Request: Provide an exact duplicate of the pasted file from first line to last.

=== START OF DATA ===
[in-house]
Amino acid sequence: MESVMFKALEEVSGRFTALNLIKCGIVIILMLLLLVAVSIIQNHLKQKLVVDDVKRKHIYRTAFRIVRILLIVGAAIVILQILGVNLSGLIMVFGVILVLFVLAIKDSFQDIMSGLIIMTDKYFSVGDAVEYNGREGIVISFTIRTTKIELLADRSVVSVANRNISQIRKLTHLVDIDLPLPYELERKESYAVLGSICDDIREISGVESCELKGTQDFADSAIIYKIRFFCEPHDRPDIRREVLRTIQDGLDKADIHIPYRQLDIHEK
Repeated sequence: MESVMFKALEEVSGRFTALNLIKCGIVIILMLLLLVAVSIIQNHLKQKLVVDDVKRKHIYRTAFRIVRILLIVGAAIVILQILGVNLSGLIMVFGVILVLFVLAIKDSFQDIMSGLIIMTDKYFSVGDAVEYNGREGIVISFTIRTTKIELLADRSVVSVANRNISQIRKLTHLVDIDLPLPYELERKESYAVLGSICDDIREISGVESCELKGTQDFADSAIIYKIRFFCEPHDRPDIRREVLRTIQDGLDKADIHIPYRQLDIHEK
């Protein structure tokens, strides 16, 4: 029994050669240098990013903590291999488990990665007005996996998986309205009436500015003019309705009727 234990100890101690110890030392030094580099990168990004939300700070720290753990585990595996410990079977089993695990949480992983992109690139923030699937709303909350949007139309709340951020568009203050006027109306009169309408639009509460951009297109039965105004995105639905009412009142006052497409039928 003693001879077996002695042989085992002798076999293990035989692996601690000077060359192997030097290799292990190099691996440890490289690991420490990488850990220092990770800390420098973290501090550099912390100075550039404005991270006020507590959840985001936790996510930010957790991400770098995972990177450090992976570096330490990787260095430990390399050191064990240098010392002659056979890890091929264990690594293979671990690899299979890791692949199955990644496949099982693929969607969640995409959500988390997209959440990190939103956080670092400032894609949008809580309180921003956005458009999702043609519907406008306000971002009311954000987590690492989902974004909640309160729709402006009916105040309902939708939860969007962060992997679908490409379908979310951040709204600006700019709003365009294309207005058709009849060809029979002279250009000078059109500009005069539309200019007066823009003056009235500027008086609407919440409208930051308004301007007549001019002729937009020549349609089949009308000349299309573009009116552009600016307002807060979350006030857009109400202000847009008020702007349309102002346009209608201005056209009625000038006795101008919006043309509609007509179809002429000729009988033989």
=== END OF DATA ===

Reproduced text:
[in-house]
Amino acid sequence: MESVMFKALEEVSGRFTALNLIKCGIVIILMLLLLVAVSIIQNHLKQKLVVDDVKRKHIYRTAFRIVRILLIVGAAIVILQILGVNLSGLIMVFGVILVLFVLAIKDSFQDIMSGLIIMTDKYFSVGDAVEYNGREGIVISFTIRTTKIELLADRSVVSVANRNISQIRKLTHLVDIDLPLPYELERKESYAVLGSICDDIREISGVESCELKGTQDFADSAIIYKIRFFCEPHDRPDIRREVLRTIQDGLDKADIHIPYRQLDIHEK
Repeated sequence: MESVMFKALEEVSGRFTALNLIKCGIVIILMLLLLVAVSIIQNHLKQKLVVDDVKRKHIYRTAFRIVRILLIVGAAIVILQILGVNLSGLIMVFGVILVLFVLAIKDSFQDIMSGLIIMTDKYFSVGDAVEYNGREGIVISFTIRTTKIELLADRSVVSVANRNISQIRKLTHLVDIDLPLPYELERKESYAVLGSICDDIREISGVESCELKGTQDFADSAIIYKIRFFCEPHDRPDIRREVLRTIQDGLDKADIHIPYRQLDIHEK
């Protein structure tokens, strides 16, 4: 029994050669240098990013903590291999488990990665007005996996998986309205009436500015003019309705009727 234990100890101690110890030392030094580099990168990004939300700070720290753990585990595996410990079977089993695990949480992983992109690139923030699937709303909350949007139309709340951020568009203050006027109306009169309408639009509460951009297109039965105004995105639905009412009142006052497409039928 003693001879077996002695042989085992002798076999293990035989692996601690000077060359192997030097290799292990190099691996440890490289690991420490990488850990220092990770800390420098973290501090550099912390100075550039404005991270006020507590959840985001936790996510930010957790991400770098995972990177450090992976570096330490990787260095430990390399050191064990240098010392002659056979890890091929264990690594293979671990690899299979890791692949199955990644496949099982693929969607969640995409959500988390997209959440990190939103956080670092400032894609949008809580309180921003956005458009999702043609519907406008306000971002009311954000987590690492989902974004909640309160729709402006009916105040309902939708939860969007962060992997679908490409379908979310951040709204600006700019709003365009294309207005058709009849060809029979002279250009000078059109500009005069539309200019007066823009003056009235500027008086609407919440409208930051308004301007007549001019002729937009020549349609089949009308000349299309573009009116552009600016307002807060979350006030857009109400202000847009008020702007349309102002346009209608201005056209009625000038006795101008919006043309509609007509179809002429000729009988033989």